One of the more interesting gambits of the recent countywide election was the decision of interim county mayor Joe Ford, late in the game, to import his nephew, former 9th District congressman Harold Ford Jr., for an endorsement ceremony at the Peabody.
It had been nearly four years since the younger Ford, looking understandably sad and spent, made his concession statement at the same hotel after a narrow loss in the 2006 U.S. Senate race against Republican Bob Corker. He was jaunty now, seemingly carefree, as he dutifully endorsed the campaign of his uncle, the Democratic nominee, for election to a full term as mayor and repeated the campaign's talking points.
In retrospect, the visit would seem to have been a Hail Mary, without lasting results for Joe Ford, who would go on to lose to Republican Mark Luttrell. But it was an indication of the former congressman's lingering aura of celebrity that he was asked in at all. As he explained candidly to reporters who asked his opinion about this or that local issue, he was somewhat out of touch and would only venture an answer to most such questions in broad terms.
The fact is, Harold Ford Jr., a married man, with one job as a rainmaker for the Merrill Lynch component of Bank of America and another as an adjunct professor on public policy at New York University, is a New Yorker now. He still keeps his hand in the political world, appearing frequently as a commentator on MSNBC and NBC's Meet the Press, and he retains the chairmanship of the right/centrist Democratic Leadership Council, which became his in the aftermath of his 2006 race.
For better or for worse, Ford has committed himself to pursuing his political future in New York. Indeed, it has only been a scant few months since he hazarded a "listening tour" preparatory to a possible run for the Senate in the Empire State. That didn't work out for him. His attempted transitions from conservative to liberal on social issues like same-sex marriage and abortion were distrusted, as were his connections to Wall Street.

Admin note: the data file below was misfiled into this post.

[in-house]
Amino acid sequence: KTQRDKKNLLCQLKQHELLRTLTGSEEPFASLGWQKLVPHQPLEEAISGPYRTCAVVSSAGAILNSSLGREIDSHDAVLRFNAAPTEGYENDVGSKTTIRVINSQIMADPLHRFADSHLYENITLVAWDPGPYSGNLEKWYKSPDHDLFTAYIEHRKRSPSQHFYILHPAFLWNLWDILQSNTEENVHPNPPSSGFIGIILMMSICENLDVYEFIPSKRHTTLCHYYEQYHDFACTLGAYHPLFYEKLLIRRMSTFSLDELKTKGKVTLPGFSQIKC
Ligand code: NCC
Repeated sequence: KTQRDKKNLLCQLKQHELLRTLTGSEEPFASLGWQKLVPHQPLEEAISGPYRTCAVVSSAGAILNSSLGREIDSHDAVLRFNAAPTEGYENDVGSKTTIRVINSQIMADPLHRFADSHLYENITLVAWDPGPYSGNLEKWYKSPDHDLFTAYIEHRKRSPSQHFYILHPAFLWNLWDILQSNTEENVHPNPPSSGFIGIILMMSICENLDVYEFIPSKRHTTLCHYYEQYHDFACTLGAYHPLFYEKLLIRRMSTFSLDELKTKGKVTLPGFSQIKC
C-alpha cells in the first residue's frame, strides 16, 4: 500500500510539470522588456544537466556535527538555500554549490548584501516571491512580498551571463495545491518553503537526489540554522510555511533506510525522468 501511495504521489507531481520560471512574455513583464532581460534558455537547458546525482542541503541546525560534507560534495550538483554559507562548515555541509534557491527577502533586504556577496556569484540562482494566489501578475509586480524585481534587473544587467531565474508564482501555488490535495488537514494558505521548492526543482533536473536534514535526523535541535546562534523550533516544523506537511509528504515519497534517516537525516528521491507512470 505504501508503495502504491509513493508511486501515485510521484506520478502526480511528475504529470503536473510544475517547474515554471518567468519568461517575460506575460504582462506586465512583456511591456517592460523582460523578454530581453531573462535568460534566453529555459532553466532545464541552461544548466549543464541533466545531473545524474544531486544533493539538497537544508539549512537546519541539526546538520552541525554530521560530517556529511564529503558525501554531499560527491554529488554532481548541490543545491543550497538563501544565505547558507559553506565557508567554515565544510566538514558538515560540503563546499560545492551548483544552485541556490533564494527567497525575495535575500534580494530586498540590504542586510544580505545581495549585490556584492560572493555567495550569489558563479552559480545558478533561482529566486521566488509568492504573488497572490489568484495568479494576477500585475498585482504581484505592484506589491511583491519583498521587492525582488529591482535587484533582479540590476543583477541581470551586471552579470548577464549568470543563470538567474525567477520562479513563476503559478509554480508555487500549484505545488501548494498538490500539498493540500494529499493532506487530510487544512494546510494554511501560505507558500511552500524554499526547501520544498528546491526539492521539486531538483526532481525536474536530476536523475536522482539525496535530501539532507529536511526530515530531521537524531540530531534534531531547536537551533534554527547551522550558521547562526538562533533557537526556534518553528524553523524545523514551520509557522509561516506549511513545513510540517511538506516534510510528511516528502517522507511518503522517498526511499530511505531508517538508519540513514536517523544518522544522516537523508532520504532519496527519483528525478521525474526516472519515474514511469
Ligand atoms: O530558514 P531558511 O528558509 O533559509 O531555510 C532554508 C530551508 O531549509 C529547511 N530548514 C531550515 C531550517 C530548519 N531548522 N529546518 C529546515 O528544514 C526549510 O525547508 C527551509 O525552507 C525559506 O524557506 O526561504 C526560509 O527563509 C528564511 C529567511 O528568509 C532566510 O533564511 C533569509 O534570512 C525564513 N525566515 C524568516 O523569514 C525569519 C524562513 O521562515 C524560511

But who is to say that the irrepressible and highly adaptable politician, still young at 40, can't eventually earn a place in his adopted state's governmental panoply?
The question takes on a certain ex post facto irony with the publication of More Davids Than Goliaths, which Ford, on a return trip to Memphis, will sign copies of at Davis-Kidd Booksellers on August 18th.
The book, a personal and political memoir much more than it is a preamble, concerns itself predominantly with the Memphis- and Tennessee-based events in the author's life and secondarily with Ford's congressional career in Washington. His sojourn in New York is dealt with in a brief "Afterword," which offers no discussion of the aborted 2010 Senate race.
The narrative proper concludes with an extended treatment of the Senate race that actually happened, the one in Tennessee. It includes a good many fond acknowledgments of the Volunteer State's boondockers, specifically those of the Li'l Rebel restaurant, a Confederate- flag-emblazoned West Tennessee rural enclave where the African-American candidate made friends — and presumably supporters — of the denizens.
Only the author knows for sure, but it is hard not to see the book as having originated in Ford's prolonged consideration — only renounced in mid-2009 — of another electoral try in Tennessee, this one for the office of governor.
Although the slim volume necessarily glosses over many of the details, it manages to acknowledge most of the major developments of Ford's life so far — from his boyhood in Memphis and Washington schools, through his political discipleship at the side of his father, who owned the 9th District congressional seat before him, to his frank confession at coming to a set of "pro-business and moderate" views that caused him, as he puts it, to be "falsely accused of being a sellout by liberals."
Two points of interest for those with relatively fresh memories of the Corker-Ford race of 2006: Without elaborating, Ford acknowledges that his planned ambush encounter of Corker at Wilson Air was a mistake, one he wishes he could have taken back, and, though reluctant to do so at the time, he seems to have accepted the majoritarian view that the famous "Call Me" attack ad against him featuring a winsome blonde was racist in conception and influential in his defeat. Senior editor Jackson Baker has covered Harold Ford Jr.'s political career from its beginning.